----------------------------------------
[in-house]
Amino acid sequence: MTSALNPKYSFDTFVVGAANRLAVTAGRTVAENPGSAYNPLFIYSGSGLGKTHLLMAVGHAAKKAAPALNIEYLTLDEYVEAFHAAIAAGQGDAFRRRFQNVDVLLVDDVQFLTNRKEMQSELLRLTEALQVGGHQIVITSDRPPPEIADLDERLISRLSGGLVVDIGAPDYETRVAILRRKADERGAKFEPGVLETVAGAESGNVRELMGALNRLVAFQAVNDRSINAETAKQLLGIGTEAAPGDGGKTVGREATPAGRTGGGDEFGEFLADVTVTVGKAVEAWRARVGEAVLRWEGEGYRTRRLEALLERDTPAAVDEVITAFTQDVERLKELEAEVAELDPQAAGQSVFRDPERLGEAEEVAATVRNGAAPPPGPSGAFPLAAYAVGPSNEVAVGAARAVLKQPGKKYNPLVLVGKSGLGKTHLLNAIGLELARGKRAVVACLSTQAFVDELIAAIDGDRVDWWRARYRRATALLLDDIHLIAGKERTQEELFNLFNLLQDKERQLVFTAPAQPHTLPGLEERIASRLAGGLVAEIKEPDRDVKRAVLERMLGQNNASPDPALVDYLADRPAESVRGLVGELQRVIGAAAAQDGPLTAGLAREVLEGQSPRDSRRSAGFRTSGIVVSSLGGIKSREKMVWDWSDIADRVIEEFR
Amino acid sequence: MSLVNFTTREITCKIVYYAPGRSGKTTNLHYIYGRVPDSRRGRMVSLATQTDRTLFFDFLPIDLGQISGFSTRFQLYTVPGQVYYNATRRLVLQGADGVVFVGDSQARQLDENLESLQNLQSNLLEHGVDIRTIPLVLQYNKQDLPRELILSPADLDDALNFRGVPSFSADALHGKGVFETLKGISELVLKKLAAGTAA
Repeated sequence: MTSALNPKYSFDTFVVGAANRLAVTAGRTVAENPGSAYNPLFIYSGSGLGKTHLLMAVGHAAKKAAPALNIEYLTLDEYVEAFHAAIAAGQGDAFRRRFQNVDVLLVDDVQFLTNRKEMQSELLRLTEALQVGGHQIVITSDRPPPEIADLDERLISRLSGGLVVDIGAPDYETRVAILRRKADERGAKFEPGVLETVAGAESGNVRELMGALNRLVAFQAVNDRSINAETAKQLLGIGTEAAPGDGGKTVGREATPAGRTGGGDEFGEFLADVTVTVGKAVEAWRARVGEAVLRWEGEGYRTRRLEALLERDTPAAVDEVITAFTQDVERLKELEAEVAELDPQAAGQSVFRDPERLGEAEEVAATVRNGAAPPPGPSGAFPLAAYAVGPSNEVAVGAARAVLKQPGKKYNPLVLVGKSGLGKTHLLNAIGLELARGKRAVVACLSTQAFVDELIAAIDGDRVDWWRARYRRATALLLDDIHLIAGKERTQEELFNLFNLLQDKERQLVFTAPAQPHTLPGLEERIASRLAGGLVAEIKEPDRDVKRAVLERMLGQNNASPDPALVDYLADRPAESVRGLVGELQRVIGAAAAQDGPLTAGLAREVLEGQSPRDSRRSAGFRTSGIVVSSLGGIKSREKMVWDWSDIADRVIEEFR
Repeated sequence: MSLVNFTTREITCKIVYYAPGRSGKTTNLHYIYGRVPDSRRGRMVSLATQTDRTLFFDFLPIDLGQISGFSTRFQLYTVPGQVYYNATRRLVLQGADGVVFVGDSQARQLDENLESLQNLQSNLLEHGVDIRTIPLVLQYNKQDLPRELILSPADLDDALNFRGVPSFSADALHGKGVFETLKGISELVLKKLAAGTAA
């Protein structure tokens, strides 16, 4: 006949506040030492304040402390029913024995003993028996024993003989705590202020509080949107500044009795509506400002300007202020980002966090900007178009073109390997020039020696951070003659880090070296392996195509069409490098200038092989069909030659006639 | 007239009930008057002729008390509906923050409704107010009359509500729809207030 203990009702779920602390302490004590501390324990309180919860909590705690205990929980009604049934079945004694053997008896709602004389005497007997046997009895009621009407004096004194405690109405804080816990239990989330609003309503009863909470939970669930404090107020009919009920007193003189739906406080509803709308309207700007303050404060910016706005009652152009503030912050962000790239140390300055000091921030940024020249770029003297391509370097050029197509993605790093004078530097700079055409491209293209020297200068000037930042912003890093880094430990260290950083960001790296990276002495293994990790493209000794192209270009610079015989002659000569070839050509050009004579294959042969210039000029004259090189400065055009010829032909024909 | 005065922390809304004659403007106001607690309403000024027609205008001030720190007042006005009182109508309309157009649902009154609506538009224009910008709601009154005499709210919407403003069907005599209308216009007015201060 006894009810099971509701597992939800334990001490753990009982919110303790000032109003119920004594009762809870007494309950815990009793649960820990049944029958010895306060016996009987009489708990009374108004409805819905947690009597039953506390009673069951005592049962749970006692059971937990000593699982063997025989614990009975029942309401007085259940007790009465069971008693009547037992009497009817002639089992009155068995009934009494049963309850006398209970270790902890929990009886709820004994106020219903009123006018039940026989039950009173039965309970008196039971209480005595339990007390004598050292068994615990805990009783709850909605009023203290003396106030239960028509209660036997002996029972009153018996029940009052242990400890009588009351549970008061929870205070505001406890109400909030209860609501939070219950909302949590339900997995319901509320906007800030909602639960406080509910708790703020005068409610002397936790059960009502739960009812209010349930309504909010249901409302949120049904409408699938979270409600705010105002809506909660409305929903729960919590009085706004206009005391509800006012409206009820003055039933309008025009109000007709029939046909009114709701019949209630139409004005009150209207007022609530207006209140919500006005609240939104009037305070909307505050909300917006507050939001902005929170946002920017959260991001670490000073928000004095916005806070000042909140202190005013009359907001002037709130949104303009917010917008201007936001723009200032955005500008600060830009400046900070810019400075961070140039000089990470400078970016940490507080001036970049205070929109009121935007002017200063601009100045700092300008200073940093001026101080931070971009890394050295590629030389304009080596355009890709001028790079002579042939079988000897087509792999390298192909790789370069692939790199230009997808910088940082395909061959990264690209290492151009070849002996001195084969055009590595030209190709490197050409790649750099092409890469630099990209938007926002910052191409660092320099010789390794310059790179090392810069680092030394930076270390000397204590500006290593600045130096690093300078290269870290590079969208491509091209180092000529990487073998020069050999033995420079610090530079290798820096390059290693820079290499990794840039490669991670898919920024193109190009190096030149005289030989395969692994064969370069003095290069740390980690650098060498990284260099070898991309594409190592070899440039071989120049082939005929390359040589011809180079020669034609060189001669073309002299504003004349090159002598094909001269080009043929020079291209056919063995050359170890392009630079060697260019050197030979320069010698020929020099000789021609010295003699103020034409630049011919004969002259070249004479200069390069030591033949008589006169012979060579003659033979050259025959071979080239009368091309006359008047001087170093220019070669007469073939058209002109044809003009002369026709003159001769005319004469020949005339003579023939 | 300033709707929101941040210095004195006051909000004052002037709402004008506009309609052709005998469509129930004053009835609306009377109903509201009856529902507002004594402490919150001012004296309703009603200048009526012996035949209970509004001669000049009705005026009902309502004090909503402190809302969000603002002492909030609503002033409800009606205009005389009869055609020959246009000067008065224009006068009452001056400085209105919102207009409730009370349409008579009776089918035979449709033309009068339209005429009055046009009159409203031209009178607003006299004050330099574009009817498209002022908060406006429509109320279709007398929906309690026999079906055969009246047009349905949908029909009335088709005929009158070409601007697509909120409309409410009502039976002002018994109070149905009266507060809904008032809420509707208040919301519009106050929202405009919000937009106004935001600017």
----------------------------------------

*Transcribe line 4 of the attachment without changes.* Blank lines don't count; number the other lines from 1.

Repeated sequence: MTSALNPKYSFDTFVVGAANRLAVTAGRTVAENPGSAYNPLFIYSGSGLGKTHLLMAVGHAAKKAAPALNIEYLTLDEYVEAFHAAIAAGQGDAFRRRFQNVDVLLVDDVQFLTNRKEMQSELLRLTEALQVGGHQIVITSDRPPPEIADLDERLISRLSGGLVVDIGAPDYETRVAILRRKADERGAKFEPGVLETVAGAESGNVRELMGALNRLVAFQAVNDRSINAETAKQLLGIGTEAAPGDGGKTVGREATPAGRTGGGDEFGEFLADVTVTVGKAVEAWRARVGEAVLRWEGEGYRTRRLEALLERDTPAAVDEVITAFTQDVERLKELEAEVAELDPQAAGQSVFRDPERLGEAEEVAATVRNGAAPPPGPSGAFPLAAYAVGPSNEVAVGAARAVLKQPGKKYNPLVLVGKSGLGKTHLLNAIGLELARGKRAVVACLSTQAFVDELIAAIDGDRVDWWRARYRRATALLLDDIHLIAGKERTQEELFNLFNLLQDKERQLVFTAPAQPHTLPGLEERIASRLAGGLVAEIKEPDRDVKRAVLERMLGQNNASPDPALVDYLADRPAESVRGLVGELQRVIGAAAAQDGPLTAGLAREVLEGQSPRDSRRSAGFRTSGIVVSSLGGIKSREKMVWDWSDIADRVIEEFR